By Venkatesh Nayak*
According to media reports, the Ministry of Home Affairs (MHA) is working on a fresh set of rules aimed at tightening the controls on foreign-funded NGOs. According to the news report, “NGOs would be mandated to have a website on which they will be required to put out the details of each foreign inflow for public viewing within 48 hours of receiving the funds. This will include the source of funds, the intended activity for which the funds are expected to be used and the details of its partner NGOs in that specific project, disclosed a senior government official. Annual audited reports for previous years should also be made public, the official said.” (Click HERE)
This move is said to be directed by the Prime Minister’s Office for putting in place a mechanism for monitoring foreign funding NGOs. This is said to be based on several recommendations received from the Intelligence Bureau (IB) earlier. Any move to bring in more transparency of entities working in the public sphere is welcome. As such all Annual Reports submitted by foreign funded NGOs to the MHA are publicly accessible on its dedicated website. The new Rules, when notified, will require registered NGOs to be transparent about the foreign funding they receive in real time. Many such NGOs already make their annual audited reports public in a proactive manner. Commonwealth Human Rights Initiative’s annual reports and audited statement of accounts up to the financial year 2013-14 are accessible HERE.
Proactive disclosure of budget and expenditure by public authorities under the RTI Act
Section 4(1)(b)(xi) of the Right to Information Act, 2005 (RTI Act) requires all public authorities at the Centre and in the States to disclose their annual budgets, as well as details of planned expenditure and reports of disbursements made during every financial year. Section 4(1)(b) does not apply to the IB, so it is not obligated to either have a dedicated website or disclose any information relating to its budget or other activities. Being a notified organization under Section 24 of the RTI Act, IB is required to provide information pertaining to allegations of corruption or human rights violation only, and nothing else.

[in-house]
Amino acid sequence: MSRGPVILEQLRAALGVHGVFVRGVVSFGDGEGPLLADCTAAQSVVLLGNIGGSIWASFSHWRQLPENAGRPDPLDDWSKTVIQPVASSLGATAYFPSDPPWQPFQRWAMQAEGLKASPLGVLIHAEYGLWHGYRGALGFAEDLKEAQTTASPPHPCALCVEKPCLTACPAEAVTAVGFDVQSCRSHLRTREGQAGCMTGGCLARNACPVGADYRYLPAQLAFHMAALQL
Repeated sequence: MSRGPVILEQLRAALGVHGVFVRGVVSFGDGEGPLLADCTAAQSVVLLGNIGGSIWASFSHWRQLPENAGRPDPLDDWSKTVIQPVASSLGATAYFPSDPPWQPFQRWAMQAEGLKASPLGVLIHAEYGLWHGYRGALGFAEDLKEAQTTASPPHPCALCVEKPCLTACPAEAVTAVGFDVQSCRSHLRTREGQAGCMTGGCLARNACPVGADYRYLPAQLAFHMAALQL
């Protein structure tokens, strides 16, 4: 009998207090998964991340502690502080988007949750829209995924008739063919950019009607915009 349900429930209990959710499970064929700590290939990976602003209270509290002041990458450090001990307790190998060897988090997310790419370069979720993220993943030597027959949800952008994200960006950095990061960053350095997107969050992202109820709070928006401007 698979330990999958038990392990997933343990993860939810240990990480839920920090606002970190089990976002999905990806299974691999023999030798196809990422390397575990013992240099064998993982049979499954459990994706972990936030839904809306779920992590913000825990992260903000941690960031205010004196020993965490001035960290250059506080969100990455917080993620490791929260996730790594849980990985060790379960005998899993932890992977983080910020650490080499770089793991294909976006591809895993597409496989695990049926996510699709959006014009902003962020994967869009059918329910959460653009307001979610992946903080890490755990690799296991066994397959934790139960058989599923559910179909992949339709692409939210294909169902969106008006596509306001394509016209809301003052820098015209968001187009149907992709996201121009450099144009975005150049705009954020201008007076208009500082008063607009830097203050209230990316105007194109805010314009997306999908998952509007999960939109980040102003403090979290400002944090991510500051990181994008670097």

Ironically, transparency is being preached by an entity which is very cagey about disclosing any information about itself unlike other organisations similarly notified under Section 24 of the RTI Act, such as the Central Bureau of Investigation (CBI), Financial Intelligence Unit, Sashastra Seema Bal, Assam Rifles, and National Investigation Agency. All these agencies have their own dedicated websites which disclose a considerable amount of information about their working.
The Indian Missions Abroad (IMAs) such as High Commissions and Embassies are also covered by the RTI Act. However, they have not been declared or recognised as ‘public authorities’ by their parent Ministry – Ministry of External Affairs (MEA). Although they have appointed Public Information Officers (PIOs), they do not submit RTI statistics of applications received and disposed under Section 25 of the RTI Act, separately. Their RTI data is included in the RTI statistics of the Consular, Passport and Visa (CPV) Division of MEA. However, they are also required to disclose information about themselves proactively under Section 4(1)(b) of the RTI Act. CHRI has done a rapid study of the track record of IMAs with particular reference to proactive disclosure of their budgets under the RTI Act. Our main findings are as follows:
- Only 2.45% IMAs (3) have displayed budgetary information for the latest year, namely, 2015-16 on their respective websites – Austria, Madagascar and Uzbekistan.
- Almost 50% of the IMAs (60) have either not displayed budgetary figures for any year or do not have dedicated websites or the relevant website or webpage does not open up on any popular browser (despite trying to access it on different days).
- A little more than 10% of the IMAs (13) have displayed budgetary figures for the financial year that ended recently, namely, 2014-15.
- A little more than 17% of the IMAs (21) have displayed budgetary figures for the year 2013-14 only.
- A little more than 7% of the IMAs (9) have displayed budgetary figures for the year 2012-13 only.
- A little less than 10% of the IMAs (12) have displayed their budgetary figures for the year 2011-12 only.
- The IMAs of Australia, Iceland and Syria have not updated their budgetary figures since 2010-11.
- The IMA in Denmark does not mention the year to which their budgetary figures relate.